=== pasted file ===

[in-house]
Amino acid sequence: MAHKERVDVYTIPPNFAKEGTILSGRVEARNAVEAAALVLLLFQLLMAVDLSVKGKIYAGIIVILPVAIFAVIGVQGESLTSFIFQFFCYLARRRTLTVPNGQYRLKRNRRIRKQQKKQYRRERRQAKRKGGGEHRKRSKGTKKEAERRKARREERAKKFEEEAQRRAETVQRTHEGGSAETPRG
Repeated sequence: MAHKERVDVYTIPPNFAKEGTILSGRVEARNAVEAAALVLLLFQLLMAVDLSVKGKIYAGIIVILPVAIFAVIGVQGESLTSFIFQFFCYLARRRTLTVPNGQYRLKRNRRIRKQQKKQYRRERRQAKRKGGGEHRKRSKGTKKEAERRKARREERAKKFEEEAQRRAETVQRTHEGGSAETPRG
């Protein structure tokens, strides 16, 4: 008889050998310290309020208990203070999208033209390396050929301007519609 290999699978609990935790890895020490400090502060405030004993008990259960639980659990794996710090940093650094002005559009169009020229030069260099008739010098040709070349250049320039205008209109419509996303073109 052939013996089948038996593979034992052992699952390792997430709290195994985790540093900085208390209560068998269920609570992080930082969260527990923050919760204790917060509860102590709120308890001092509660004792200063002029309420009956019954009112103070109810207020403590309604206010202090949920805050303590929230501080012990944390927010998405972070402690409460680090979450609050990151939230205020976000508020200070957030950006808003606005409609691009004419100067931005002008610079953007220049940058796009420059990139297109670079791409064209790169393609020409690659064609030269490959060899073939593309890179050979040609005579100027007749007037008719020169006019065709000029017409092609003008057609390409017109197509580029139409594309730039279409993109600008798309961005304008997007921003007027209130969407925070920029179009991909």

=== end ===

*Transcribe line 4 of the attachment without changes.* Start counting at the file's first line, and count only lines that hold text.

């Protein structure tokens, strides 16, 4: 008889050998310290309020208990203070999208033209390396050929301007519609 290999699978609990935790890895020490400090502060405030004993008990259960639980659990794996710090940093650094002005559009169009020229030069260099008739010098040709070349250049320039205008209109419509996303073109 052939013996089948038996593979034992052992699952390792997430709290195994985790540093900085208390209560068998269920609570992080930082969260527990923050919760204790917060509860102590709120308890001092509660004792200063002029309420009956019954009112103070109810207020403590309604206010202090949920805050303590929230501080012990944390927010998405972070402690409460680090979450609050990151939230205020976000508020200070957030950006808003606005409609691009004419100067931005002008610079953007220049940058796009420059990139297109670079791409064209790169393609020409690659064609030269490959060899073939593309890179050979040609005579100027007749007037008719020169006019065709000029017409092609003008057609390409017109197509580029139409594309730039279409993109600008798309961005304008997007921003007027209130969407925070920029179009991909």